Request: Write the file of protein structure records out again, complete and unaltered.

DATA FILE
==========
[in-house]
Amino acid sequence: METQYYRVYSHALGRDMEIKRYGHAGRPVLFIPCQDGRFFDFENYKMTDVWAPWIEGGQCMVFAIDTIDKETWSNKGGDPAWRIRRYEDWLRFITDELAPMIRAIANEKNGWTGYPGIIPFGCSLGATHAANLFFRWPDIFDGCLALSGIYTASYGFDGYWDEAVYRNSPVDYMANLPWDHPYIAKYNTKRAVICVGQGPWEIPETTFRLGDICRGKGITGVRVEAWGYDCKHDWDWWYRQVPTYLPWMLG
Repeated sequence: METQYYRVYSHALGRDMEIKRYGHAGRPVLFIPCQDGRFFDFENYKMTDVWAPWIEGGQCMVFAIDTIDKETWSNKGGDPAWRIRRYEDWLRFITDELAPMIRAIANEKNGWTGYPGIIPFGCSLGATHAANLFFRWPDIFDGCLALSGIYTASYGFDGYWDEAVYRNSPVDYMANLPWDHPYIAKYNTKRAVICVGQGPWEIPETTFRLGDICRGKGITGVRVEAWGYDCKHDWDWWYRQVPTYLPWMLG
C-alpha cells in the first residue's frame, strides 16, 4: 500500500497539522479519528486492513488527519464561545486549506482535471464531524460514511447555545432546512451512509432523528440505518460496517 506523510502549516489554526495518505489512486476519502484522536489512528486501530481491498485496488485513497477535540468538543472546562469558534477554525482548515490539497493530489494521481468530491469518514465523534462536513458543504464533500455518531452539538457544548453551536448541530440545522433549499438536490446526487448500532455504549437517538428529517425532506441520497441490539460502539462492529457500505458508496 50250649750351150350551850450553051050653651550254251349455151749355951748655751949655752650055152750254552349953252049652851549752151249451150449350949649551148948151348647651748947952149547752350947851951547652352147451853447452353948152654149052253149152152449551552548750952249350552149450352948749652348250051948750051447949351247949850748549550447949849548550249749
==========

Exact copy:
[in-house]
Amino acid sequence: METQYYRVYSHALGRDMEIKRYGHAGRPVLFIPCQDGRFFDFENYKMTDVWAPWIEGGQCMVFAIDTIDKETWSNKGGDPAWRIRRYEDWLRFITDELAPMIRAIANEKNGWTGYPGIIPFGCSLGATHAANLFFRWPDIFDGCLALSGIYTASYGFDGYWDEAVYRNSPVDYMANLPWDHPYIAKYNTKRAVICVGQGPWEIPETTFRLGDICRGKGITGVRVEAWGYDCKHDWDWWYRQVPTYLPWMLG
Repeated sequence: METQYYRVYSHALGRDMEIKRYGHAGRPVLFIPCQDGRFFDFENYKMTDVWAPWIEGGQCMVFAIDTIDKETWSNKGGDPAWRIRRYEDWLRFITDELAPMIRAIANEKNGWTGYPGIIPFGCSLGATHAANLFFRWPDIFDGCLALSGIYTASYGFDGYWDEAVYRNSPVDYMANLPWDHPYIAKYNTKRAVICVGQGPWEIPETTFRLGDICRGKGITGVRVEAWGYDCKHDWDWWYRQVPTYLPWMLG
C-alpha cells in the first residue's frame, strides 16, 4: 500500500497539522479519528486492513488527519464561545486549506482535471464531524460514511447555545432546512451512509432523528440505518460496517 506523510502549516489554526495518505489512486476519502484522536489512528486501530481491498485496488485513497477535540468538543472546562469558534477554525482548515490539497493530489494521481468530491469518514465523534462536513458543504464533500455518531452539538457544548453551536448541530440545522433549499438536490446526487448500532455504549437517538428529517425532506441520497441490539460502539462492529457500505458508496 50250649750351150350551850450553051050653651550254251349455151749355951748655751949655752650055152750254552349953252049652851549752151249451150449350949649551148948151348647651748947952149547752350947851951547652352147451853447452353948152654149052253149152152449551552548750952249350552149450352948749652348250051948750051447949351247949850748549550447949849548550249749